Gay cruise stirs storm over Cayman Islands Government cites fear of improper behavior

January 09, 1998|By LOS ANGELES TIMES

It was billed as a typical Caribbean cruise for the moderately well-to-do: dancing in the discotheque, lounging by the pool, volleyball games on deck, and stops for shopping and scuba diving at four tropical ports.

The only difference was that most of the 900 scheduled passengers on the cruise chartered by a West Hollywood, Calif., travel agency are gay men.

And the government of one destination, Grand Cayman, doesn't want them spending seven daytime hours on its streets and coral sand beaches.

Citing fears that gay visitors would fail to "uphold the standards of appropriate behavior," the Cayman Islands' minister of tourism denied Norwegian Cruise Line's request to land Feb. 1.

"Careful research and prior experience has led us to conclude that we cannot count on this group to uphold the standards of appropriate behavior expected of our visitors," Tourism Minister Thomas C. Jefferson wrote to the cruise line. "So we regrettably cannot offer our hospitality."

The letter has sparked outrage among gay and civil rights groups in the United States, who along with cruise line officials deny that passengers on gay-chartered cruises have acted particularly rowdy or improper and view this denial as an affront to a growing and affluent tourist sector.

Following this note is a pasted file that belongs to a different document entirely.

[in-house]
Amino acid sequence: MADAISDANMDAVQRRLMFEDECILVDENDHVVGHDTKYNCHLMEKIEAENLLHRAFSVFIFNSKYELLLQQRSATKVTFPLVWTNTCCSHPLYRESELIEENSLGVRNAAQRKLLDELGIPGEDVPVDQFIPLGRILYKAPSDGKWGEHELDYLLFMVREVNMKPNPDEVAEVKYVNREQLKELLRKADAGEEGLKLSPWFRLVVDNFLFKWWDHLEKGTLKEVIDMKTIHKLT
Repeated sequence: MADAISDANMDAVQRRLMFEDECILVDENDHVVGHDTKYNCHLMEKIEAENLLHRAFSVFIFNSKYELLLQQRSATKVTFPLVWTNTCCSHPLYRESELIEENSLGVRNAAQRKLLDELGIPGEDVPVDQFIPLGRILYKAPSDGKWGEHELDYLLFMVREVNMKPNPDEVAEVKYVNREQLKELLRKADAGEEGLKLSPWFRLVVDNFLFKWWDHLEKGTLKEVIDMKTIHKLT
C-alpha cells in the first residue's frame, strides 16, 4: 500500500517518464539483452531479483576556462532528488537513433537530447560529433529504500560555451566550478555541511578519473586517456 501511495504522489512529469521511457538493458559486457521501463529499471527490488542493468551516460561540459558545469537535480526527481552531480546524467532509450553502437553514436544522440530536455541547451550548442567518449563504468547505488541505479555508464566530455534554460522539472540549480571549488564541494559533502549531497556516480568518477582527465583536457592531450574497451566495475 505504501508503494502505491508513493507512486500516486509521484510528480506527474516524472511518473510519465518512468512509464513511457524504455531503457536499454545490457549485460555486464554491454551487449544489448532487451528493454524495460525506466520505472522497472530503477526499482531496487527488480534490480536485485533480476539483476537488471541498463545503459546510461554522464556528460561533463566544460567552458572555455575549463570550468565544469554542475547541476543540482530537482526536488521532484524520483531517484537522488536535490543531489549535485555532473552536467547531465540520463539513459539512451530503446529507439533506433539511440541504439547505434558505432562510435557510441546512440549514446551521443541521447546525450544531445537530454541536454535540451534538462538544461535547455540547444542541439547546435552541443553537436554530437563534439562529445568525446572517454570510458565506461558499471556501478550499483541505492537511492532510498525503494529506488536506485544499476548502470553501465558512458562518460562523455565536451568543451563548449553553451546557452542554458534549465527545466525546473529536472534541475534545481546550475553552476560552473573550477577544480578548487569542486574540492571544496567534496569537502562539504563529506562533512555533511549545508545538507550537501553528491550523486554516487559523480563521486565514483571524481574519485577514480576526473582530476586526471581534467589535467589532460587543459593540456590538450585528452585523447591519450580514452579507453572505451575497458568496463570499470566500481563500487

"We thought this kind of homophobic reaction was a thing of the TC past," said Richard Campbell of Atlantis Events, which chartered the cruise ship Leeward to embark Jan. 30 from Miami for seven days.

Officials of the island nation, a former British colony of three coral outcroppings whose 30,000 residents depend on tourism for their livelihood, would not comment on the tourism minister's letter.

Lori Tucker, a Dallas-based public relations executive whose company represents the Cayman government in the United States, said the country has had problems with gay tourists in the past. She would not elaborate but offered a possible basis for the government's decision.

"This is an ultraconservative, deeply religious country," she said. "The bars close at midnight. There are no bathing suits past the pool."

But Campbell said his customers merely planned to go shopping or diving and would have easily blended in with the 2,500 other cruise ship passengers scheduled to dock that day.

"These are people who spend $1,000 to $2,000 to get there," he said. "They tend to be a well-heeled group. It's not a bunch of people running around in togas for a week."

Pub Date: 1/09/98

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